5. I will write about my bilingual journey in some form.

I think it’s true that when we write about a goal regularly, we shine more awareness on our thoughts and actions, enabling us to make more mindful, more effective efforts each day. Writing about our bilingual aim can be done in a personal journal, at our own blog, within a Facebook group, or at a forum like The Bilingual Zoo. But I firmly believe that a key habit for fueling more productive efforts, and more productive progress, lies in persistently writing about our experiences—our challenges, frustrations, and successes—in some form.

The fact that I write about my own journey so often, and in such detail, is really the most open “secret” of whatever success I’ve experienced in working with bilingual children, both my students and my own kids. And I will continue writing down my thoughts in 2016, and sharing what may be helpful to hear, because this writing not only can lend support to others, it very definitely fortifies my own daily efforts.

6. I will continue learning and growing as the parent of a bilingual child.

Raising a bilingual child is a truly inexhaustible subject, since we need knowledge not only in the areas of parenting and language acquisition, but also in practical ideas and resources for our minority language. By making a commitment to continually expand our awareness—through books, online information, interaction with other parents, etc.—we will be better able to effectively establish productive conditions for our journey and address our challenges as they arise.

To be honest, this resolution hits home—in ways both bad and good—because I’m humbly aware of my own growth as a teacher and parent of bilingual children. In fact, when I now read some of the posts I made several years ago, I can’t help but frown because today I would approach the issue or question somewhat differently, with deeper nuance. (In some cases, I even try revising them a bit.) But this is a reflection of how I continue to mature over time (that’s the better news), and I’m determined to go on learning and growing this year, too.

7. I will persevere—no matter what—and continue doing my honest best each day.

As I stress in Have You Failed at Raising a Bilingual Child?, the only way to really “fail” at the bilingual aim is to give up entirely. Despite the difficulties and frustrations you may experience, as long as you keep going and keep trying to take effective action (as lightly, playfully as you can), your child will continue to make progress. And, over time, your perseverance may well pay off in the success you seek. But this can’t happen without steadfast persistence, day after day, year after year.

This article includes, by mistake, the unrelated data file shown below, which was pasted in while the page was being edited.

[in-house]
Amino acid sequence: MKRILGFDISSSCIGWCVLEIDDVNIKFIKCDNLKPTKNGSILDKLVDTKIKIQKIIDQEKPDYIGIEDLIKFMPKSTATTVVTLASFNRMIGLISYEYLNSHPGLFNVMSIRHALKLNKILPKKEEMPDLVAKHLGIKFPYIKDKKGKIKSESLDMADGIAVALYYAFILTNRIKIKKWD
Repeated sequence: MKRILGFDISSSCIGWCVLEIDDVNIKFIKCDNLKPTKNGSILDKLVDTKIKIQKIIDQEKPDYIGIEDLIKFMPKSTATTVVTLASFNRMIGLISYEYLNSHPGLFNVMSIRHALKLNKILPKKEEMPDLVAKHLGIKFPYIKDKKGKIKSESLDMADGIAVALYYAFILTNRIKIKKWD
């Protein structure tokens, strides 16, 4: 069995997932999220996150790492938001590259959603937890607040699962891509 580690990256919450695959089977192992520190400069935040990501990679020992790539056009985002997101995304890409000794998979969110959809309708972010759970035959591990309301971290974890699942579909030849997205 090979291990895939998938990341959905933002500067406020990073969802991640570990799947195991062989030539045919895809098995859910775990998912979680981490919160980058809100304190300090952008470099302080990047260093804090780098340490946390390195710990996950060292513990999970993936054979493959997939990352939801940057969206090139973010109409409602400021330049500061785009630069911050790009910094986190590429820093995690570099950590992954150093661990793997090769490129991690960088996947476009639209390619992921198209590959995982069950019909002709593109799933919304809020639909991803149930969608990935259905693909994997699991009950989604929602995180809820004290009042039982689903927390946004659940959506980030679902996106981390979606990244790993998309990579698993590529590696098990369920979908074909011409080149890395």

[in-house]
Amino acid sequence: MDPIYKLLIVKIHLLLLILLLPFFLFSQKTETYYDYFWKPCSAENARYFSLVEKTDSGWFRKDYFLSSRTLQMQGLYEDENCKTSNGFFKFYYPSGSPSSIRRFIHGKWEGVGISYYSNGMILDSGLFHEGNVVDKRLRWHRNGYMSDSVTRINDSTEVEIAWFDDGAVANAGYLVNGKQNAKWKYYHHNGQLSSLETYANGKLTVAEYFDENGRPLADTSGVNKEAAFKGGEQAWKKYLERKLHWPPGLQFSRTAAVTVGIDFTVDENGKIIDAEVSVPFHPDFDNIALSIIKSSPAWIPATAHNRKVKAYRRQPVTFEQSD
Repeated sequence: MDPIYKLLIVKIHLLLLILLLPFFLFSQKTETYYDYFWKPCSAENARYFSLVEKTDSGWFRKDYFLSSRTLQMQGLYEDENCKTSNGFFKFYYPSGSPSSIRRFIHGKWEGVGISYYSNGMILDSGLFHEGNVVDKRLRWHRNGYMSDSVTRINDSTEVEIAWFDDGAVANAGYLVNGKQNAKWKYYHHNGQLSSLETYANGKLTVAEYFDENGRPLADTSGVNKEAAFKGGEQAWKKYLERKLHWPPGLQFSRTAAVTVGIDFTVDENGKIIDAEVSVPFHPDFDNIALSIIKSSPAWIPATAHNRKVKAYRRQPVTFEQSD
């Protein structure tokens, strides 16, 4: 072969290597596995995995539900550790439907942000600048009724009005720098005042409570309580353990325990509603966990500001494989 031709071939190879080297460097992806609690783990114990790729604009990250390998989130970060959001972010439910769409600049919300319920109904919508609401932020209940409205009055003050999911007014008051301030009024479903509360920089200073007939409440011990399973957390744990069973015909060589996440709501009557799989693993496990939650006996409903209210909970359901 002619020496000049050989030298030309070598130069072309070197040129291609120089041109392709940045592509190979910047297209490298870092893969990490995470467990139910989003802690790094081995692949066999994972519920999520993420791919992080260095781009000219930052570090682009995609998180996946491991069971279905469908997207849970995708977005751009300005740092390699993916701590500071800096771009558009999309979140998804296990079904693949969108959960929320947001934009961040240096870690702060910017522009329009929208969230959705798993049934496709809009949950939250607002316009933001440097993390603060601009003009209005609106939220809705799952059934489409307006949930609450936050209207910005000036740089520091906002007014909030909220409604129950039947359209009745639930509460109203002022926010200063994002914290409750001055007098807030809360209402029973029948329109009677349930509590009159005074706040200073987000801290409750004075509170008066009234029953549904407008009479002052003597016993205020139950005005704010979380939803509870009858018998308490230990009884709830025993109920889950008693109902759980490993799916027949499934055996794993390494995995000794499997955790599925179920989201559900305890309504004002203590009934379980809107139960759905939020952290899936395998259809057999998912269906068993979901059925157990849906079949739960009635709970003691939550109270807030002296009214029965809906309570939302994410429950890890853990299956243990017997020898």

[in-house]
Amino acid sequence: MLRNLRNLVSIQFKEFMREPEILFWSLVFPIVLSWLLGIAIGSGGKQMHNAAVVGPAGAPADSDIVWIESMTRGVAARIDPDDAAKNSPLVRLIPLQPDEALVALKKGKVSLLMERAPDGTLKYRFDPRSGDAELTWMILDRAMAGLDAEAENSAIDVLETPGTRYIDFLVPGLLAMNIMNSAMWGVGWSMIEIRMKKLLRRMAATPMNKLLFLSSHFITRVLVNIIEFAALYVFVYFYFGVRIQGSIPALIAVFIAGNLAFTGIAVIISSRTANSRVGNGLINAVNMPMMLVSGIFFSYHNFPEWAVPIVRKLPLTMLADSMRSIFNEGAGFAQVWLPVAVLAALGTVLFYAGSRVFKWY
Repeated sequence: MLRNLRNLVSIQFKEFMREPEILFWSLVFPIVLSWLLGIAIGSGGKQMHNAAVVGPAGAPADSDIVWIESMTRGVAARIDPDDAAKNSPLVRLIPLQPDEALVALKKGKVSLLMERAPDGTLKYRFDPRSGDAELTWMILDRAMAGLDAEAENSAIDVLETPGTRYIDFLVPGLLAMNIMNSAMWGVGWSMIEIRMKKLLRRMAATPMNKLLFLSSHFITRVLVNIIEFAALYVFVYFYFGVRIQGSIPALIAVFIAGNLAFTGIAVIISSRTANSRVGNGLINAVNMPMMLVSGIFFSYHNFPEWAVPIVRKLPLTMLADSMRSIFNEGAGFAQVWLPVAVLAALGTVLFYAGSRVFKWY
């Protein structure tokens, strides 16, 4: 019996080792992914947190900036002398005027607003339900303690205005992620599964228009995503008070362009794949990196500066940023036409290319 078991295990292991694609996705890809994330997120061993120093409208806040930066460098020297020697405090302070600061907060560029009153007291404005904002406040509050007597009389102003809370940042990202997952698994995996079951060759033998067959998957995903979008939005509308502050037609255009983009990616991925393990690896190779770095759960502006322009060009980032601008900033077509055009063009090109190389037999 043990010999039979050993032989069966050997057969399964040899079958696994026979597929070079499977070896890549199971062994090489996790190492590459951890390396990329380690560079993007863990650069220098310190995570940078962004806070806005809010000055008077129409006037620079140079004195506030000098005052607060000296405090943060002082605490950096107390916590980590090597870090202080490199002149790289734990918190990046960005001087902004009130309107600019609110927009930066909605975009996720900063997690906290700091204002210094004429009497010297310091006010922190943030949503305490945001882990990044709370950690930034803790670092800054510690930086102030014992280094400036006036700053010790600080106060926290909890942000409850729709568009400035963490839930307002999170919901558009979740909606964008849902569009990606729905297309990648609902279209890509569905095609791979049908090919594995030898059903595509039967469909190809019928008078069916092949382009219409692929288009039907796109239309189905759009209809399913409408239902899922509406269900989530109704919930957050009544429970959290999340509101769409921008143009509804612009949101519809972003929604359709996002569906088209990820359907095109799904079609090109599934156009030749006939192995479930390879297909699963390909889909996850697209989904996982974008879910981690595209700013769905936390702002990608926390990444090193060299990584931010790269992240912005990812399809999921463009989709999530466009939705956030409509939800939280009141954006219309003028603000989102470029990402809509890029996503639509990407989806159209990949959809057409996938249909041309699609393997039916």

In my view, this resolution is really at the heart of the whole bilingual journey, both yours and mine. Whatever difficulties and frustrations we may face, if we can just have enough perseverance to take them on in a positive spirit and address them as effectively as we’re able (after a necessary break to curse and cry :mrgreen: ), we can move forward up the long road, hand in hand, with our lovable, bilingual children.
How about you? What other resolutions do you have for 2016?

2 Responses

  1. This is great. I’d also add:

    — I will connect my child to other bilingual children who speak our language.

    — I will take my child to places where this language is commonly spoken. (Restaurants, cultural centers, language class, etc.)

    — We will travel/stay in areas where this language is spoken so that my child can experience how this language is spoken on an everyday basis. (Summer programs abroad, extended family visits, vacations)

    I have to do this because my ability to teach my child our native language isn’t enough. We speak English predominantly and we don’t know anyone in town who speaks Korean.

    1. Katherine, yes, these actions are very helpful, and become vital, really, when there is limited exposure to the minority language from the parents themselves. I wish you a proactive and productive year!

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Welcome to Bilingual Monkeys!

I’m Adam Beck, the founder of this blog and The Bilingual Zoo, a lively worldwide forum for parents raising bilingual or multilingual kids. I’m also the author of the popular books Maximize Your Child’s Bilingual Ability and Bilingual Success Stories Around the World. I’ve been an educator and writer in this field for 25 years as well as the parent of two bilingual children, now 19 and 16. I hope my work can help empower the success of your bilingual journey.